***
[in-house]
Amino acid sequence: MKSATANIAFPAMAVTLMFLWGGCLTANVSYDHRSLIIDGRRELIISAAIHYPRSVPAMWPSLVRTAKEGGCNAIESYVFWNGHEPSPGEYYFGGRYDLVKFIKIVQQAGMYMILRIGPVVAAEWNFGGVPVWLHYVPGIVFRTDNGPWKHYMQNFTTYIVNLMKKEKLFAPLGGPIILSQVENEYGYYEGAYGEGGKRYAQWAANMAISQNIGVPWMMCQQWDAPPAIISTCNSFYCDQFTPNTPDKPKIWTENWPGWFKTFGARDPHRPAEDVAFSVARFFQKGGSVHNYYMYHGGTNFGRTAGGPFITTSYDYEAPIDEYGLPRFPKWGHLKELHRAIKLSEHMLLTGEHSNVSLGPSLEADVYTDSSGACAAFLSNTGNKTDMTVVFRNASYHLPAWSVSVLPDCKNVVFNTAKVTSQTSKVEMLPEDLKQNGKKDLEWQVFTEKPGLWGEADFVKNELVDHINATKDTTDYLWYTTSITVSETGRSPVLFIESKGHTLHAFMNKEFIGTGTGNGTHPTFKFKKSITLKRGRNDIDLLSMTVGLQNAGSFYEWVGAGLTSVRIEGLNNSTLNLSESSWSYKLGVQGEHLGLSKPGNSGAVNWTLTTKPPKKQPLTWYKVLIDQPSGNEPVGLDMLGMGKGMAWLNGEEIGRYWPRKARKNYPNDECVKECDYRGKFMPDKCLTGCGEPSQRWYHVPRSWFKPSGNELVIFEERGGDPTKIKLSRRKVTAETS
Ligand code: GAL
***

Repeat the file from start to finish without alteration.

[in-house]
Amino acid sequence: MKSATANIAFPAMAVTLMFLWGGCLTANVSYDHRSLIIDGRRELIISAAIHYPRSVPAMWPSLVRTAKEGGCNAIESYVFWNGHEPSPGEYYFGGRYDLVKFIKIVQQAGMYMILRIGPVVAAEWNFGGVPVWLHYVPGIVFRTDNGPWKHYMQNFTTYIVNLMKKEKLFAPLGGPIILSQVENEYGYYEGAYGEGGKRYAQWAANMAISQNIGVPWMMCQQWDAPPAIISTCNSFYCDQFTPNTPDKPKIWTENWPGWFKTFGARDPHRPAEDVAFSVARFFQKGGSVHNYYMYHGGTNFGRTAGGPFITTSYDYEAPIDEYGLPRFPKWGHLKELHRAIKLSEHMLLTGEHSNVSLGPSLEADVYTDSSGACAAFLSNTGNKTDMTVVFRNASYHLPAWSVSVLPDCKNVVFNTAKVTSQTSKVEMLPEDLKQNGKKDLEWQVFTEKPGLWGEADFVKNELVDHINATKDTTDYLWYTTSITVSETGRSPVLFIESKGHTLHAFMNKEFIGTGTGNGTHPTFKFKKSITLKRGRNDIDLLSMTVGLQNAGSFYEWVGAGLTSVRIEGLNNSTLNLSESSWSYKLGVQGEHLGLSKPGNSGAVNWTLTTKPPKKQPLTWYKVLIDQPSGNEPVGLDMLGMGKGMAWLNGEEIGRYWPRKARKNYPNDECVKECDYRGKFMPDKCLTGCGEPSQRWYHVPRSWFKPSGNELVIFEERGGDPTKIKLSRRKVTAETS
Ligand code: GAL